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Richmond Rotary Clubs awards eight individuals for community contribution

Helping others is in their DNA, says Rotary governor
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(from left to right) Jeff Jiang, Jim Kojima and Alan Sakai, Maggie Ip, Clara Chow and Miles Timmis (very right-hand side) were recognized as Paul Harris Fellows.

Richmond’s four Rotary Clubs gave out Paul Harris Fellows to eight people for “making a difference in other people’s lives.” 

Helping others is in their DNA, said Lorne Calder, governor of Rotary International District 5040, of the fellowship recipients. 

“They are role models for the younger generation to showcase that doing good makes you feel better, gives you more purpose, leads to better health and make you sleep well,” laughed Calder, noting that each recipient has a story to tell. 

Richmond businessman Jeff Jiang was honoured for helping a stranger just released from prison get back on his feet. During that time, the man was living in a trailer and was down on his luck. Jiang not only offered him a job but also his backyard to park the trailer. 

Former Richmond East MLA Linda Reid was recognized for being an active volunteer with Richmond Cares, and Richmond Gives following her retirement as one of the province’s longest-serving MLAs. 

Jiang and Reid were nominated by the Rotary Club of Richmond. 

Jim Komiji, born and raised in Steveston, was honoured for his “extensive history of service” to local organizations such as the Minoru Seniors Society and the Steveston Community Centre, where he has volunteered since 1957.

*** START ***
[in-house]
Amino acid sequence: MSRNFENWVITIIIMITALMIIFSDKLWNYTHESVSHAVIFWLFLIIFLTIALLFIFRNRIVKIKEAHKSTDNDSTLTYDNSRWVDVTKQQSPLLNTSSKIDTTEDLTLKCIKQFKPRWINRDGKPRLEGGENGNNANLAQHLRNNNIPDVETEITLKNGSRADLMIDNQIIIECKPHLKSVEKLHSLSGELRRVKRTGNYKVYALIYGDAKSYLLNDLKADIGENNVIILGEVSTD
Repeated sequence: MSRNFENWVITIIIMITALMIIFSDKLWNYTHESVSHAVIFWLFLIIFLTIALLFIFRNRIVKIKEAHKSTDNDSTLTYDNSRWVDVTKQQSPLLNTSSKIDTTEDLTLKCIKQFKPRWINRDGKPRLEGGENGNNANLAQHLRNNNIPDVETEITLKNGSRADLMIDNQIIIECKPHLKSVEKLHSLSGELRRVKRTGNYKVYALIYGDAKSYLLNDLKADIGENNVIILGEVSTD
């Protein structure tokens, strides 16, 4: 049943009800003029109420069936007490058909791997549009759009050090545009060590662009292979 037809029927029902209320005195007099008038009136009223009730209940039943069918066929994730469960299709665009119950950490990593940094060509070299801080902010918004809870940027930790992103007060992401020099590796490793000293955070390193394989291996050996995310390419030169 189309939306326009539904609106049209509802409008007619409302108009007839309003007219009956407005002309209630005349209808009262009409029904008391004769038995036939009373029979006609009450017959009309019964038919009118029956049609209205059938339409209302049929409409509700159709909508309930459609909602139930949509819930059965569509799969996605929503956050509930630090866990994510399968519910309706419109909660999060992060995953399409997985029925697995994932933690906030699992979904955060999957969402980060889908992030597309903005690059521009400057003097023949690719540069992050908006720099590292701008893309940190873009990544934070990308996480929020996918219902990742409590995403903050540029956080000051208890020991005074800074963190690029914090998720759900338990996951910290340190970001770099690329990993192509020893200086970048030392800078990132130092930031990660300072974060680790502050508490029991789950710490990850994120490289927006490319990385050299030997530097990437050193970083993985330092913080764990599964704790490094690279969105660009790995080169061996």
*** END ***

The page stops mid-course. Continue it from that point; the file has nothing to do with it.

Retired Richmond School Principal Alan Sakai received the recognition for his involvement in the Steveston community, including chairing the Steveston Farmers and Artisans Market.

Sakai has also been involved with the Steveston Judo Club. He joined the club in 1964 as a young judoka and went on to become a volunteer instructor, teaching techniques and the philosophy of Judo. 

 Komiji and Sakai received the award from Rotary Club of Steveston. 

Richmondite Clara Chow received the recognition for volunteering in different capacities for more than 18 years since immigrating to Canada in 2003. Chow is the past president and current director of both the Richmond Chinese Community Society and the Vancouver Diamonds Lions Club, according to the Rotary. 

Over the years, Chow also organized numerous benefits for the Richmond Hospital Foundation and the Canadian Cancer Society. 

Maggie Ip, founder of SUCCESS, a social service organization, received the recognition for serving as a bridge between communities. Ip started her teaching career with Richmond School Board as a high school English as a second language teacher. Since Ip’s retirement in 2003, she has continued her volunteer work in senior services. 

Chow and Ip were nominated by Rotary Club of Richmond Sunset. 

Other award recipients include Miles Timmis, principal and owner of Disposal King Ltd and Chuck Keeling, Executive Vice President of Great Canadian Gaming Corporation. 

Timmis and Keeling were nominated by Rotary Club of Richmond Sunrise. 

Rotary, an international humanitarian service organization, established the Paul Harris Fellowship in 1957 to show appreciation for individuals who have made substantial contributions to their communities and to encourage others to follow suit.